The US freight rail network is a dynamic and robust $60B industry consisting of 140,000 rail miles operated by 7 Class I railroads, 21 regional railroads and 510 local railroad companies. With an average of 40 Tons of freight per person per year, and railroad being a major carrier of freight (nearly 40%), the industry is expected to grow with the population and economy of the country (source: Federal Railroad Administration).
Importantly, more than 40% of the tonnage carried in the industry comprises of coal. An expected uptrend in prices of natural gas is likely to increase the demand for coal, thereby having a positive effect on the amount of coal carried by rail over the next few years. This is likely to augur well for prospects of the industry which has traditionally commanded good pricing power due to the cost advantage it offers over other modes of goods transportation (source: Association of American Railroads). Based on this, some railroad companies which have modest, but consistent dividend payment records are discussed below.
Incorporated in 1980, Norfolk Southern
) is a Norfolk, Virginia based company that operates through its subsidiary Norfolk Southern Railway Company and is primarily engaged in the rail transportation, overseas freight, logistics services and intermodal network business. In its railroad business, it operates approximately 20,000 route miles in 22 States and the District of Columbia. The revenue and net income in 2012 were $11.04B and $1.75B respectively with the figures for 2009 being $7.97B and 1.03B (a growth of 38.5% and 69%). Consequently, the margins expanded from around 13% in 2009 to 15.84% in 2012. The dividend per share has grown by 43% since 2009 and the yield is 2.7% (5 year average of 2.6%). The payout ratio is 36%, with the institutions holding around 66% stake in the company. The stock price has appreciated by about 9% over the last year.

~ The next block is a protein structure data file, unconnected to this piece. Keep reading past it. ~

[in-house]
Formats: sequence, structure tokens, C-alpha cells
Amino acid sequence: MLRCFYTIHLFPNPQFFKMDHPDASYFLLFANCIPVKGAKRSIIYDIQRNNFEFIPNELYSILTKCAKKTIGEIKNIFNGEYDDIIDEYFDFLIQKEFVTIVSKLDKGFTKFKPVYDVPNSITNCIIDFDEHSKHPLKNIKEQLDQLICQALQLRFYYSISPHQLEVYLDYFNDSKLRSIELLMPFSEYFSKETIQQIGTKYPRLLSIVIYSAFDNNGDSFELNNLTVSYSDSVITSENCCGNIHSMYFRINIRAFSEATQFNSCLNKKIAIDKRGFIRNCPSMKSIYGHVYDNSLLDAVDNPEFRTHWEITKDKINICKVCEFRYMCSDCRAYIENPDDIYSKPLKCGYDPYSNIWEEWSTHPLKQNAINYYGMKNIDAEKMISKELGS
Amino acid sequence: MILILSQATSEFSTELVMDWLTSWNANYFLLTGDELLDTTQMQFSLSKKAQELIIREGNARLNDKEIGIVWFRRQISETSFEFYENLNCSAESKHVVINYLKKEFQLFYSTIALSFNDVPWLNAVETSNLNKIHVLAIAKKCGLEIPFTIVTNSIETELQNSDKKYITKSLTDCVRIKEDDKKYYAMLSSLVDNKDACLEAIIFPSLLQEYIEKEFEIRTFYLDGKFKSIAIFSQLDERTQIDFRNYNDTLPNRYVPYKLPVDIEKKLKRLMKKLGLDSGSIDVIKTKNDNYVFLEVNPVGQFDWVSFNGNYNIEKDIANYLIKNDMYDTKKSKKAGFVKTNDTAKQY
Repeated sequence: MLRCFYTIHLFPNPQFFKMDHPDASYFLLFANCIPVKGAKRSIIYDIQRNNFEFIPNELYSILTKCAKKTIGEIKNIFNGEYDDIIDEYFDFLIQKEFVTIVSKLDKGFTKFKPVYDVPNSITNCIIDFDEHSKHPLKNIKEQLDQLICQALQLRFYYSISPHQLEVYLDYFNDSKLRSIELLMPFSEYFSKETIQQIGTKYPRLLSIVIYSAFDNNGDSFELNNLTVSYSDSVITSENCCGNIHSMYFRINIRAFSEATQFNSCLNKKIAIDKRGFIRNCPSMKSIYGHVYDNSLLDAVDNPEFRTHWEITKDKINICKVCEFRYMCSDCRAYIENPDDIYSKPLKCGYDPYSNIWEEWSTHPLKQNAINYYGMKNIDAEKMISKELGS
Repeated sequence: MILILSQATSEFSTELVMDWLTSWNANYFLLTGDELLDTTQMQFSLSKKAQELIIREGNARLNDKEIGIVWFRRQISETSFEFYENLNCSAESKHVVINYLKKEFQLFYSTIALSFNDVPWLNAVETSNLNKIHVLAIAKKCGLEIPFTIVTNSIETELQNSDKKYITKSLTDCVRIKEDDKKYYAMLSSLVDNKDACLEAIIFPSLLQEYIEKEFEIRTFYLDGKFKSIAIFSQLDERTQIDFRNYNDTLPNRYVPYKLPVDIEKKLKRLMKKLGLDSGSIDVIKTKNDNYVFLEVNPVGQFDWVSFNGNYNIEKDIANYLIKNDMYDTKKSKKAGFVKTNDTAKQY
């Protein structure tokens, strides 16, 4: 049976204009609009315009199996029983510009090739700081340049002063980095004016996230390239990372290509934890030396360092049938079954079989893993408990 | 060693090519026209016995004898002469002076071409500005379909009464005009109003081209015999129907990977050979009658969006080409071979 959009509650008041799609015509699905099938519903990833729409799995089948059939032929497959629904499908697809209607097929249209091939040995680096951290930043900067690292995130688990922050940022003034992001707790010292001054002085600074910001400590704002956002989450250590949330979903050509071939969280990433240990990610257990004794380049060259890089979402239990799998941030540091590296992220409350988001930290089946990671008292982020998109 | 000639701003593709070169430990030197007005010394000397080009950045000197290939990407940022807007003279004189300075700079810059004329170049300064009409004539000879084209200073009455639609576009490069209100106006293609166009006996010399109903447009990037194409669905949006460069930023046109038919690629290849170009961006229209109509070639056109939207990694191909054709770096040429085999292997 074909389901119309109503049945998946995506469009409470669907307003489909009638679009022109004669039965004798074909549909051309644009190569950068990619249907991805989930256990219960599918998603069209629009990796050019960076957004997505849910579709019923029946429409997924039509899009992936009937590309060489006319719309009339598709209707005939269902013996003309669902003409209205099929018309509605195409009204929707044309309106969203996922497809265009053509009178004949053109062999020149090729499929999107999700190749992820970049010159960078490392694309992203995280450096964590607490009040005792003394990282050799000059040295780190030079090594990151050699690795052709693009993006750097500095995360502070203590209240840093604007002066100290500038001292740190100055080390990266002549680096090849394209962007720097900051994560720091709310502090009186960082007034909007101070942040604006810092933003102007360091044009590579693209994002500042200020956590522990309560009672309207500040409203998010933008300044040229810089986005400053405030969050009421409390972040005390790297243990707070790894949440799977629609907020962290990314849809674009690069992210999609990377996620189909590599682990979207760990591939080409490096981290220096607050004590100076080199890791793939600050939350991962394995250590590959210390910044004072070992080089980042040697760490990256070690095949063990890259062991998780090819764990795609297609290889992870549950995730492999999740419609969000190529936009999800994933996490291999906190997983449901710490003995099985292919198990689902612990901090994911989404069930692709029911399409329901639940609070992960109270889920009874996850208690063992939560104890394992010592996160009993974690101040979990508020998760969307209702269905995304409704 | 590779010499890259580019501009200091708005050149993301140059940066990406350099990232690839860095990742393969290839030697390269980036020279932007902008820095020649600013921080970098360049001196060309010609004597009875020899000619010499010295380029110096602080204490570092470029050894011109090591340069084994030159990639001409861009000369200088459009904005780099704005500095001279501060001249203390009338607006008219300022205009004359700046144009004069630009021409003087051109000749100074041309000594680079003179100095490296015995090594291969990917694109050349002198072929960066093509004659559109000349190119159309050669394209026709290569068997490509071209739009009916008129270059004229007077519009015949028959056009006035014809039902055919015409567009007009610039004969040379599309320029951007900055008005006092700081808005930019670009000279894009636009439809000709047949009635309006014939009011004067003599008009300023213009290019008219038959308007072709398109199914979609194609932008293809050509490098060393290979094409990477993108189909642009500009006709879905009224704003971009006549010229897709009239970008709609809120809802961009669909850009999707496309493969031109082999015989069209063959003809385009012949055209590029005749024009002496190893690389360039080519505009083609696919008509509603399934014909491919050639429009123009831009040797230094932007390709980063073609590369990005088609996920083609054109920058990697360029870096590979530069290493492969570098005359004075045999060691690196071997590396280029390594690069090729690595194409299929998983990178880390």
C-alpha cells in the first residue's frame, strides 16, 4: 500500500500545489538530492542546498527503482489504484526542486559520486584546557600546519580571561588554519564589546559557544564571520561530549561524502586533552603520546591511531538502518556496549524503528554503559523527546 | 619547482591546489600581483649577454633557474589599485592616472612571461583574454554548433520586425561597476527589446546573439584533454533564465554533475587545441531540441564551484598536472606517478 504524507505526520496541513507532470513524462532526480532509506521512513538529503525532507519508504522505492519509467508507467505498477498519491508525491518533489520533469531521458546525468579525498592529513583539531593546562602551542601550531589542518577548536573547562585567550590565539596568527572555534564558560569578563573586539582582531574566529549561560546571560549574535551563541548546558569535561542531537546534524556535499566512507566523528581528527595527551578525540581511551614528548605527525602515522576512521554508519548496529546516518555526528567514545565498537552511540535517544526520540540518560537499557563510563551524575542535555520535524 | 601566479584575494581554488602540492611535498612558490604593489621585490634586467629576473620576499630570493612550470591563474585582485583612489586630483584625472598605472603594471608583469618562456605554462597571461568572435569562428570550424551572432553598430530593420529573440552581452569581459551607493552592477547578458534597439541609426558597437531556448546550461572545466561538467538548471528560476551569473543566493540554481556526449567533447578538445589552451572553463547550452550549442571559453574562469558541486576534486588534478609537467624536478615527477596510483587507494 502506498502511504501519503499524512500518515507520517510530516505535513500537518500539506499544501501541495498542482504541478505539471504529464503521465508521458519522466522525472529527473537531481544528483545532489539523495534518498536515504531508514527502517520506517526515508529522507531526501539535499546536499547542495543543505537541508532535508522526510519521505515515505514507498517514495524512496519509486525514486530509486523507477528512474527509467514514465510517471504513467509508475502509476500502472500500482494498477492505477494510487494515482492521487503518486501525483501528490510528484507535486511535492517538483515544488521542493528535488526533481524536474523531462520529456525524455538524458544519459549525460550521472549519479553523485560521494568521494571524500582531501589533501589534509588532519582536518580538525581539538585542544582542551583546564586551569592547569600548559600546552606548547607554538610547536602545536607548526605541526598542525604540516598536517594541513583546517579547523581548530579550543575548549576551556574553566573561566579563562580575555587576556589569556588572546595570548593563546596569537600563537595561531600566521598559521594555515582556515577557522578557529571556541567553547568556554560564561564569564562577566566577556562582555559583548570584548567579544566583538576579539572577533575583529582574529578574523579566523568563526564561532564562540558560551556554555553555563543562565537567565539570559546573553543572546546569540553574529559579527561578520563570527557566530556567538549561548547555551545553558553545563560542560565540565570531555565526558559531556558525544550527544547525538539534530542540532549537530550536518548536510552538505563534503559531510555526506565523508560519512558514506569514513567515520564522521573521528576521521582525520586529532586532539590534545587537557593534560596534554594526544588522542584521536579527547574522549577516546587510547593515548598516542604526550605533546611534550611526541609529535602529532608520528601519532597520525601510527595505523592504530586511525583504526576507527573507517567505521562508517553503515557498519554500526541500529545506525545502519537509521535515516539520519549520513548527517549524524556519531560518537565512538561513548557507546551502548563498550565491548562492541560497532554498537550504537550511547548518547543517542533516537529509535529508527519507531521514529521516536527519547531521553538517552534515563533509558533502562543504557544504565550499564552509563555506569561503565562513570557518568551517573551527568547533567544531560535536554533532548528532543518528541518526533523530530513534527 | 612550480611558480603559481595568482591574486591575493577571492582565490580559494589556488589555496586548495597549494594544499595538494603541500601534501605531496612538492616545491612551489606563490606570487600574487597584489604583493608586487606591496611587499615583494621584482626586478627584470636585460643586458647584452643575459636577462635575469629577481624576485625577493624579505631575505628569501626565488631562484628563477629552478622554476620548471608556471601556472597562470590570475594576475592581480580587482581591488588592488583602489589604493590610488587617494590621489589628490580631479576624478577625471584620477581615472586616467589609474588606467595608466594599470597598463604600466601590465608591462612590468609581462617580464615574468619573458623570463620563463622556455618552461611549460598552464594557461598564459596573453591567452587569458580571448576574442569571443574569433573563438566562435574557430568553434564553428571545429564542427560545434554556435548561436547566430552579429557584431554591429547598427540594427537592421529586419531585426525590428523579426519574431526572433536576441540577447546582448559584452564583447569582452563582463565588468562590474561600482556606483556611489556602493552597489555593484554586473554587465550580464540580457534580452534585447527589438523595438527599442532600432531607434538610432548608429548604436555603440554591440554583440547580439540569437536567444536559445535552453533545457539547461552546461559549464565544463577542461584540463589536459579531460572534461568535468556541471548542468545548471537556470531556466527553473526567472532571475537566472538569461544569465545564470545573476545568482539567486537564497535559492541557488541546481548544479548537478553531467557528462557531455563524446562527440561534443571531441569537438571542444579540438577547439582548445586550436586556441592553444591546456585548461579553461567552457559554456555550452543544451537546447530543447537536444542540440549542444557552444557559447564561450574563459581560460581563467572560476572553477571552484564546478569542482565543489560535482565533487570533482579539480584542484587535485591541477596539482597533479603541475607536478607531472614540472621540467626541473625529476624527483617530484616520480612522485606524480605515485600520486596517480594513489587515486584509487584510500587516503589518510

), incorporated in 1978, provides rail-based transportation services, including traditional rail service and transport of intermodal containers and trailers. The rail network is 21,000 route miles and serves centers in 23 States east of the Mississippi River, the District of Columbia and the Canadian provinces of Ontario and Quebec. The company had a revenue of $11.76B in 2012 with the net income being $1.86B. Corresponding figures for 2009 were $9.04B and $1.14B indicating a growth in revenue and net income of 30% and 63%, respectively. The net profit margin expanded from 12.6% to 15.8% during the same period. The dividend has grown by 86% since 2009 with the yield in 2012 being 2.4% (5 year average of 2.2%). The payout for 2012 was 30% and institutions are holding a 68% stake in the company. The stock has risen 12% over the past year.
), a 150 year old iconic company, owns transportation companies, with its principal operating company being Union Pacific Railroad Company. It is North America’s premier railroad franchise, covering 23 States across the western two-thirds of the United States with more than 31,900 route miles. UNP has been a consistent performer over the years and in 2012 it clocked a revenue of $19.69B with a net income of $3.94B. In 2009 these figures were $13.37B and $1.89B respectively, a growth of 47% and 109%. The margins expanded from 14% in 2009 to 20% in 2012. The DPS has grown from $1.08 to $2.49 (130% growth) during the same period and yield is 1.9% against a 5 year average of 2%. The payout ratio is 30% and institutions hold more than a 81% stake in the company.
All these companies have been paying quarterly dividends since several years and have shown excellent earnings growth and margin expansion. Importantly, they are majorly held by institutions and have low P/E ratios indicating decent valuations despite recent price uptrend. The payout ratios are extremely healthy and the consistency of dividend payments, though with modest yields, makes them suitable for investing for regular income. The companies have high debt/equity ratios, but this is common for the highly leveraged rail transportation industry. CSX has the best valuations with the lowest P/E ratio, but the D/E ratio is a little too high to be comfortable. NSC has the highest yield with the lowest price to book ratio, but UNP scores on the margins front, has the least debt-equity ratio and the highest earnings growth over the years. The dividend yield of UNP is, however, the lowest amongst the three companies and may ebb further due to the 25% rise in stock price over past 52 weeks. Considering the fact that there is potential for future capital appreciation and stable dividends, the above stocks can be considered for investing for long term dividend benefits.